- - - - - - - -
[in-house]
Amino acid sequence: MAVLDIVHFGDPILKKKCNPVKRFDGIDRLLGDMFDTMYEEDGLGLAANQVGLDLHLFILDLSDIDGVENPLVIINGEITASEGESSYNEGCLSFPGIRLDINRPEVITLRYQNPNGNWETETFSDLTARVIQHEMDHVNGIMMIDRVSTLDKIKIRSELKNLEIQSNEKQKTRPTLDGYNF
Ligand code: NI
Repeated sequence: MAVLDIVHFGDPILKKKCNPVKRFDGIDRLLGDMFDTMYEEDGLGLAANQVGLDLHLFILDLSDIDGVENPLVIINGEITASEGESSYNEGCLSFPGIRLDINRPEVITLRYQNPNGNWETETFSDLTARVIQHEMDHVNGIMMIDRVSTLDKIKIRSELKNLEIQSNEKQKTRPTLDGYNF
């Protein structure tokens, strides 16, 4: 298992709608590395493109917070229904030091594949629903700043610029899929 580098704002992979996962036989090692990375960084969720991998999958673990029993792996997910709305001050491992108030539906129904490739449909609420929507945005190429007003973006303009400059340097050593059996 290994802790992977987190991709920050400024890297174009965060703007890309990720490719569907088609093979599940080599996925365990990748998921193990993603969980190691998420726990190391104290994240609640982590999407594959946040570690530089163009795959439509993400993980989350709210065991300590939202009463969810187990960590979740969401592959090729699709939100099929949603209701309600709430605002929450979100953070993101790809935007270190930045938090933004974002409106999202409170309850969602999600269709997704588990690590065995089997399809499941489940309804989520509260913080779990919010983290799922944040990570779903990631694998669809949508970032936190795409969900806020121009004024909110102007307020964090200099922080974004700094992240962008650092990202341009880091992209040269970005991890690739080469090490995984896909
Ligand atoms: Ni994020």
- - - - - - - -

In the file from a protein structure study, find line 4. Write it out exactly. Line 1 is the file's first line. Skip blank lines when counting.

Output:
Repeated sequence: MAVLDIVHFGDPILKKKCNPVKRFDGIDRLLGDMFDTMYEEDGLGLAANQVGLDLHLFILDLSDIDGVENPLVIINGEITASEGESSYNEGCLSFPGIRLDINRPEVITLRYQNPNGNWETETFSDLTARVIQHEMDHVNGIMMIDRVSTLDKIKIRSELKNLEIQSNEKQKTRPTLDGYNF